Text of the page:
Sunday 19 November 2017

End justifies the means as players look to decider

Denmark 0 Ireland 0

Ireland's Shane Duffy. Photo: Sportsfile
Ireland's Shane Duffy. Photo: Sportsfile
Daniel McDonnell

Daniel McDonnell

In the aftermath of a bore draw, it was Denmark midfielder Thomas Delaney who offered the most revealing take on his side's view of Saturday's Parken Stadium test.

"It was like opening a can of baked beans with your bare hands," said the 26-year-old, shining a light on just how frustrating it can be to face a sturdy Irish side which knows when to eschew ambition for attrition.

Denmark's Nicolai Joergensen in action with Ireland's Callum O'Dowda. Photo: Getty Images
Denmark's Nicolai Joergensen in action with Ireland's Callum O'Dowda. Photo: Getty Images

Certainly a protein-heavy meal would function as adequate preparation for the type of game that pans out when two direct sides come into contact.

Denmark showed more desire to vary their play - having a performer like Christian Eriksen in the ranks means they have to do so - but there were two teams culpable for the lack of entertainment value for any neutrals tuning in from around Europe.

Age Hareide's men were also energised by long throw and set-piece opportunities, with the selection of Andreas Cornelius on the right side an indicator they had brawn in mind. Similar to Ireland, they also seemed extremely conscious of the risk of silly bookings and there was a shortage of crunching 50/50 challenges.

Even James McClean was checking himself on occasion.

Denmark's Christian Eriksen brings the ball under control. Photo: Reuters
Denmark's Christian Eriksen brings the ball under control. Photo: Reuters

It made for a dull spectacle, with a bumpy pitch adding another layer of difficulty and neutralising any attempts to string passes together.

Within minutes it was clear this tie would ultimately be decided in Dublin, as Denmark lacked the savvy to give themselves a commanding advantage.

Ireland were reluctant to commit bodies and properly seek an away goal and they seemed relatively content afterwards - and unapologetic about their methods.

"It doesn't matter how we get through as long as we get through," said Shane Duffy matter of factly.

Denmark’s Jens Stryger Larsen battles for the ball with Ireland’s Cyrus Christie. Photo: Reuters
Denmark’s Jens Stryger Larsen battles for the ball with Ireland’s Cyrus Christie. Photo: Reuters

And that was the bottom-line view expressed by any Ireland player who emerged to speak after the contest.

"I think it was a real bloody tough game," said his centre-half partner Ciaran Clark.

"But we managed to stay organised and focused. We're happy with that."

A third clean sheet on the trot for an unchanged Irish back four was one of the main positives and they retained a strong shape that will have to be maintained in the decider.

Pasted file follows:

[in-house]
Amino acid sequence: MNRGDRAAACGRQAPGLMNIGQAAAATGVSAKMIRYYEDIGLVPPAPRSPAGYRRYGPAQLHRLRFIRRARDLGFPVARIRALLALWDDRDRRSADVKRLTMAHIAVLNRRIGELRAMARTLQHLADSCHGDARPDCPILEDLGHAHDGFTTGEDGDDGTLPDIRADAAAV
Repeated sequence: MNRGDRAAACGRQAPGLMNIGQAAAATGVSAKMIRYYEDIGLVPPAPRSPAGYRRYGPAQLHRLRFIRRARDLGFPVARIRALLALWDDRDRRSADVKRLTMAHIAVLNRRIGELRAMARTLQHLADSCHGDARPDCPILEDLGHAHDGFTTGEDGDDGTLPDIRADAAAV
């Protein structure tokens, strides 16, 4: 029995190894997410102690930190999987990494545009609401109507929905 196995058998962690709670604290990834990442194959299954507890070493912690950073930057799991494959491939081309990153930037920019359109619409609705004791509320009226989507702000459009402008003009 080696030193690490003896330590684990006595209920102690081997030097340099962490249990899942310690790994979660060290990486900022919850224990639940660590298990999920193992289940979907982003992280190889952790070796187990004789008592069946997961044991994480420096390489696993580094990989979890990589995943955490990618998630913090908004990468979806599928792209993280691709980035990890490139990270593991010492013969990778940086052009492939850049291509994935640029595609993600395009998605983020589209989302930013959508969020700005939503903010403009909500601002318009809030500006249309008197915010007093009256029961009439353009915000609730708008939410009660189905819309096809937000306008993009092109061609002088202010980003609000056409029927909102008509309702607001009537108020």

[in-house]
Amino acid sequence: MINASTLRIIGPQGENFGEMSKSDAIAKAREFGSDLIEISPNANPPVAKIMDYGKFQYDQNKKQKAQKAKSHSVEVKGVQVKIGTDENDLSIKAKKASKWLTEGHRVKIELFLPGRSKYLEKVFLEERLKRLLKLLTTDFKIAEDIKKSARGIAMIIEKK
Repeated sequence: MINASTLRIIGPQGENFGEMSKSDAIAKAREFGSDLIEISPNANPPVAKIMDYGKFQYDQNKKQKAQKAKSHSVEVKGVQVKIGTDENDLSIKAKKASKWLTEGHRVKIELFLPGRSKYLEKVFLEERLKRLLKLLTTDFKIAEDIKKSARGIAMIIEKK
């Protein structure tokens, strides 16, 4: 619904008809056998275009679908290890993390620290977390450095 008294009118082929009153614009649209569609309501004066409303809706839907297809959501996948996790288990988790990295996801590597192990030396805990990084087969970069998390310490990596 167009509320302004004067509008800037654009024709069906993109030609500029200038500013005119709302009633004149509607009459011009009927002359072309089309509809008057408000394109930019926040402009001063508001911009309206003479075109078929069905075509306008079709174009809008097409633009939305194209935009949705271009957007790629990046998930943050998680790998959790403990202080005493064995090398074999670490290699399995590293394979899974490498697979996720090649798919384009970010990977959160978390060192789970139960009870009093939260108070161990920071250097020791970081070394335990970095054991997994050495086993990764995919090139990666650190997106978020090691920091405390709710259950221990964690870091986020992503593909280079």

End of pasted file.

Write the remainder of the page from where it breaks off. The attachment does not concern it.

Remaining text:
Darren Randolph still had a couple of vital saves to make; one arising from a diagonal ball that exposed surprise inclusion Callum O'Dowda and another from an Eriksen shot from distance that he parried away unconvincingly.

Denmark's Kasper Schmeichel and Ireland's James McClean shake hands after the game. Photo: Getty Images
Denmark's Kasper Schmeichel and Ireland's James McClean shake hands after the game. Photo: Getty Images

His late stop from sub Yussuf Poulsen arose from the one opportunity when a Danish cross into the area resulted in an effort on target.

Save for a first-half solo run and shot from Cyrus Christie that was pushed away to safety by Kasper Schmeichel, a montage of Irish attacking moments would revolve around the frisson of excitement when endeavour in the Danish half forced a throw-in.

However, that will all be irrelevant if the result goes the right way tomorrow. This was simply about staying alive.

"I think we wanted to stay in the tie coming over here," said Randolph.

"We didn't want the tie to be over after the first game. We're still in it and we're at home next.

"You can't go away and try and win the game in the first 10 minutes, or the first-half. I mean, you have to keep yourself in the tie and give yourself a chance, which is what we've got. We go back to Dublin on Tuesday and go again. It's win or bust."

Duffy said a first look at Denmark had given him confidence about Ireland's ability to successfully shut them out again, although the locals were adamant that a more positive Irish approach would leave space that the Scandinavians can exploit.

Of course, that is based on the premise that Ireland will actually go for it, which is up for debate. With one goal enough to progress to a World Cup, another cagey affair is an extremely plausible scenario.

And if it goes all the way, then Randolph will become a central figure.

Anyone for penalties?

"We'll deal with that if it comes," said the 30-year-old, who plans to do some homework.

"You will do. It's only normal. You look at it before a normal game, so you're going to do the same if there's a chance of it going to penalties.

"You'd be silly not to have a look or some sort of idea. That'll obviously be in our plans and preparation for Tuesday."

The Wicklow man even said he'd volunteer to take a penalty himself if it came to it.

That would bring a level of drama which would quickly consign Saturday to the dustbin of history.

Irish Independent

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